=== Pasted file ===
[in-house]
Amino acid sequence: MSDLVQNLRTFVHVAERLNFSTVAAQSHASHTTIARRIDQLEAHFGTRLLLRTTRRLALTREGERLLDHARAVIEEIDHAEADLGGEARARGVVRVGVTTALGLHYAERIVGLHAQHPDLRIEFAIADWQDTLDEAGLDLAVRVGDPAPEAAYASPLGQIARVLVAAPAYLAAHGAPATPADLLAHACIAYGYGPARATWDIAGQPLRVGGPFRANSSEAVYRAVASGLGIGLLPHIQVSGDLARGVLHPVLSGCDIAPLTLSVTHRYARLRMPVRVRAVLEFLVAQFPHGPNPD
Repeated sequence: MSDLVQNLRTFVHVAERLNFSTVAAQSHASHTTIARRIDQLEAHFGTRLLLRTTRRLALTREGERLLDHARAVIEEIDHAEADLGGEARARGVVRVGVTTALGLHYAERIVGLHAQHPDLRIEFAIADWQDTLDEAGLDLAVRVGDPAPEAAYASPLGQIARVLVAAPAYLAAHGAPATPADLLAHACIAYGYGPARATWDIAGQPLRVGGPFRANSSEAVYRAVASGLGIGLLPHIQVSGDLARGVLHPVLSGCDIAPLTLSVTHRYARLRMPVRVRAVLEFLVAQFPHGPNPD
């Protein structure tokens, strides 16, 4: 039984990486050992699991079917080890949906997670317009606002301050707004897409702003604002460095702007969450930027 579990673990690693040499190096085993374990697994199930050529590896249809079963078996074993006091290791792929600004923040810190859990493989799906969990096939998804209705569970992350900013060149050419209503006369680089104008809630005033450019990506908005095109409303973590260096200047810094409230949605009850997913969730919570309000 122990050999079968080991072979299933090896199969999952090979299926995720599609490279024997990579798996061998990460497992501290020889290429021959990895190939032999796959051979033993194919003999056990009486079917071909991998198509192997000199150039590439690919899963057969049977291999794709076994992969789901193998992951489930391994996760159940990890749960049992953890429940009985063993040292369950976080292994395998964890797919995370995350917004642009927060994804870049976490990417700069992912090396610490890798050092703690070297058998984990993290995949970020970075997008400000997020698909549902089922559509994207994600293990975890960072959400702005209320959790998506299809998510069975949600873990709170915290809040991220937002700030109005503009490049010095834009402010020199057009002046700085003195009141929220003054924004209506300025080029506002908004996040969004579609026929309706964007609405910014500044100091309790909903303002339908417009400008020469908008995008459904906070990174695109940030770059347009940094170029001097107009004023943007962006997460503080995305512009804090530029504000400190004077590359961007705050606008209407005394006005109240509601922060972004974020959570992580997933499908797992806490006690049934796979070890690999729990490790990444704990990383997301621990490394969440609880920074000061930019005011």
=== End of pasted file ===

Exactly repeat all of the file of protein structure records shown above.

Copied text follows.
[in-house]
Amino acid sequence: MSDLVQNLRTFVHVAERLNFSTVAAQSHASHTTIARRIDQLEAHFGTRLLLRTTRRLALTREGERLLDHARAVIEEIDHAEADLGGEARARGVVRVGVTTALGLHYAERIVGLHAQHPDLRIEFAIADWQDTLDEAGLDLAVRVGDPAPEAAYASPLGQIARVLVAAPAYLAAHGAPATPADLLAHACIAYGYGPARATWDIAGQPLRVGGPFRANSSEAVYRAVASGLGIGLLPHIQVSGDLARGVLHPVLSGCDIAPLTLSVTHRYARLRMPVRVRAVLEFLVAQFPHGPNPD
Repeated sequence: MSDLVQNLRTFVHVAERLNFSTVAAQSHASHTTIARRIDQLEAHFGTRLLLRTTRRLALTREGERLLDHARAVIEEIDHAEADLGGEARARGVVRVGVTTALGLHYAERIVGLHAQHPDLRIEFAIADWQDTLDEAGLDLAVRVGDPAPEAAYASPLGQIARVLVAAPAYLAAHGAPATPADLLAHACIAYGYGPARATWDIAGQPLRVGGPFRANSSEAVYRAVASGLGIGLLPHIQVSGDLARGVLHPVLSGCDIAPLTLSVTHRYARLRMPVRVRAVLEFLVAQFPHGPNPD
């Protein structure tokens, strides 16, 4: 039984990486050992699991079917080890949906997670317009606002301050707004897409702003604002460095702007969450930027 579990673990690693040499190096085993374990697994199930050529590896249809079963078996074993006091290791792929600004923040810190859990493989799906969990096939998804209705569970992350900013060149050419209503006369680089104008809630005033450019990506908005095109409303973590260096200047810094409230949605009850997913969730919570309000 122990050999079968080991072979299933090896199969999952090979299926995720599609490279024997990579798996061998990460497992501290020889290429021959990895190939032999796959051979033993194919003999056990009486079917071909991998198509192997000199150039590439690919899963057969049977291999794709076994992969789901193998992951489930391994996760159940990890749960049992953890429940009985063993040292369950976080292994395998964890797919995370995350917004642009927060994804870049976490990417700069992912090396610490890798050092703690070297058998984990993290995949970020970075997008400000997020698909549902089922559509994207994600293990975890960072959400702005209320959790998506299809998510069975949600873990709170915290809040991220937002700030109005503009490049010095834009402010020199057009002046700085003195009141929220003054924004209506300025080029506002908004996040969004579609026929309706964007609405910014500044100091309790909903303002339908417009400008020469908008995008459904906070990174695109940030770059347009940094170029001097107009004023943007962006997460503080995305512009804090530029504000400190004077590359961007705050606008209407005394006005109240509601922060972004974020959570992580997933499908797992806490006690049934796979070890690999729990490790990444704990990383997301621990490394969440609880920074000061930019005011």